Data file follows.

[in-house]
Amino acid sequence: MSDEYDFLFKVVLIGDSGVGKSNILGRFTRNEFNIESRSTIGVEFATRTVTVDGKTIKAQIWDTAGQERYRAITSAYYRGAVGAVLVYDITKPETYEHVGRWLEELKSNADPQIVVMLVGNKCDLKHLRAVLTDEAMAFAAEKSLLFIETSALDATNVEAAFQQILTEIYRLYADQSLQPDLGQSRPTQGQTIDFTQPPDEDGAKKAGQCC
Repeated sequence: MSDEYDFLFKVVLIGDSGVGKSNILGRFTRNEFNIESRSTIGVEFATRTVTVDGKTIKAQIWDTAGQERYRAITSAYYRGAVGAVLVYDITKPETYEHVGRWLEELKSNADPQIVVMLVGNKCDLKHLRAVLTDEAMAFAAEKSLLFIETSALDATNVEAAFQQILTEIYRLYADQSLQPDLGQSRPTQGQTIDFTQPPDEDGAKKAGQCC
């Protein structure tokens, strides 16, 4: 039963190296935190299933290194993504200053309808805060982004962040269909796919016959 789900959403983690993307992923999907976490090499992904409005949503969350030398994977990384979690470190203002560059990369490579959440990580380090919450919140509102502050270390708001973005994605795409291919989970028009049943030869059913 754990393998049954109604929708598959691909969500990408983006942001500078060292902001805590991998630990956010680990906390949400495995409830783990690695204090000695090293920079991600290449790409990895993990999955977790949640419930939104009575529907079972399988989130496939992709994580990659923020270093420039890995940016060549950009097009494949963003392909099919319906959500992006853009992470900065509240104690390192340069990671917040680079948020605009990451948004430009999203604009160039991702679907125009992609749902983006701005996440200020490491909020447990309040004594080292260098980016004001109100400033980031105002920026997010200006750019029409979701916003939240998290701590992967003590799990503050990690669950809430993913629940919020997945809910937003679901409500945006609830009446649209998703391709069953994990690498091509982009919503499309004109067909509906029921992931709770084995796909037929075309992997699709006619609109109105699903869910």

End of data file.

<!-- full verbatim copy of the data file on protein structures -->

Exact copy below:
[in-house]
Amino acid sequence: MSDEYDFLFKVVLIGDSGVGKSNILGRFTRNEFNIESRSTIGVEFATRTVTVDGKTIKAQIWDTAGQERYRAITSAYYRGAVGAVLVYDITKPETYEHVGRWLEELKSNADPQIVVMLVGNKCDLKHLRAVLTDEAMAFAAEKSLLFIETSALDATNVEAAFQQILTEIYRLYADQSLQPDLGQSRPTQGQTIDFTQPPDEDGAKKAGQCC
Repeated sequence: MSDEYDFLFKVVLIGDSGVGKSNILGRFTRNEFNIESRSTIGVEFATRTVTVDGKTIKAQIWDTAGQERYRAITSAYYRGAVGAVLVYDITKPETYEHVGRWLEELKSNADPQIVVMLVGNKCDLKHLRAVLTDEAMAFAAEKSLLFIETSALDATNVEAAFQQILTEIYRLYADQSLQPDLGQSRPTQGQTIDFTQPPDEDGAKKAGQCC
């Protein structure tokens, strides 16, 4: 039963190296935190299933290194993504200053309808805060982004962040269909796919016959 789900959403983690993307992923999907976490090499992904409005949503969350030398994977990384979690470190203002560059990369490579959440990580380090919450919140509102502050270390708001973005994605795409291919989970028009049943030869059913 754990393998049954109604929708598959691909969500990408983006942001500078060292902001805590991998630990956010680990906390949400495995409830783990690695204090000695090293920079991600290449790409990895993990999955977790949640419930939104009575529907079972399988989130496939992709994580990659923020270093420039890995940016060549950009097009494949963003392909099919319906959500992006853009992470900065509240104690390192340069990671917040680079948020605009990451948004430009999203604009160039991702679907125009992609749902983006701005996440200020490491909020447990309040004594080292260098980016004001109100400033980031105002920026997010200006750019029409979701916003939240998290701590992967003590799990503050990690669950809430993913629940919020997945809910937003679901409500945006609830009446649209998703391709069953994990690498091509982009919503499309004109067909509906029921992931709770084995796909037929075309992997699709006619609109109105699903869910």